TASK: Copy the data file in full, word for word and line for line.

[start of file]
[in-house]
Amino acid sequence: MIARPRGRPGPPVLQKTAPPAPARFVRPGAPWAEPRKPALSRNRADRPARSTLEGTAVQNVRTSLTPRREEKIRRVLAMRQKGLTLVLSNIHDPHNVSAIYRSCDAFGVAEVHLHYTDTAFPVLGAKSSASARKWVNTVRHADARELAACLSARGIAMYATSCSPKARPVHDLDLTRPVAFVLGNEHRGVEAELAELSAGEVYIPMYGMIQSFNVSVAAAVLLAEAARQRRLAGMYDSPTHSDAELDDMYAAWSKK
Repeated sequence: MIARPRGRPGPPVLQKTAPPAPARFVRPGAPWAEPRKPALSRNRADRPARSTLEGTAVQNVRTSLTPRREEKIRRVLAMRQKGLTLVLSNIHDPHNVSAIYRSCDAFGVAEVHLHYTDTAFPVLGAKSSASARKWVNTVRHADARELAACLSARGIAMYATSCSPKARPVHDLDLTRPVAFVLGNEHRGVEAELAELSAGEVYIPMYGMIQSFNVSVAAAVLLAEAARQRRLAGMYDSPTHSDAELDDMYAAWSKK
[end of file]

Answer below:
[in-house]
Amino acid sequence: MIARPRGRPGPPVLQKTAPPAPARFVRPGAPWAEPRKPALSRNRADRPARSTLEGTAVQNVRTSLTPRREEKIRRVLAMRQKGLTLVLSNIHDPHNVSAIYRSCDAFGVAEVHLHYTDTAFPVLGAKSSASARKWVNTVRHADARELAACLSARGIAMYATSCSPKARPVHDLDLTRPVAFVLGNEHRGVEAELAELSAGEVYIPMYGMIQSFNVSVAAAVLLAEAARQRRLAGMYDSPTHSDAELDDMYAAWSKK
Repeated sequence: MIARPRGRPGPPVLQKTAPPAPARFVRPGAPWAEPRKPALSRNRADRPARSTLEGTAVQNVRTSLTPRREEKIRRVLAMRQKGLTLVLSNIHDPHNVSAIYRSCDAFGVAEVHLHYTDTAFPVLGAKSSASARKWVNTVRHADARELAACLSARGIAMYATSCSPKARPVHDLDLTRPVAFVLGNEHRGVEAELAELSAGEVYIPMYGMIQSFNVSVAAAVLLAEAARQRRLAGMYDSPTHSDAELDDMYAAWSKK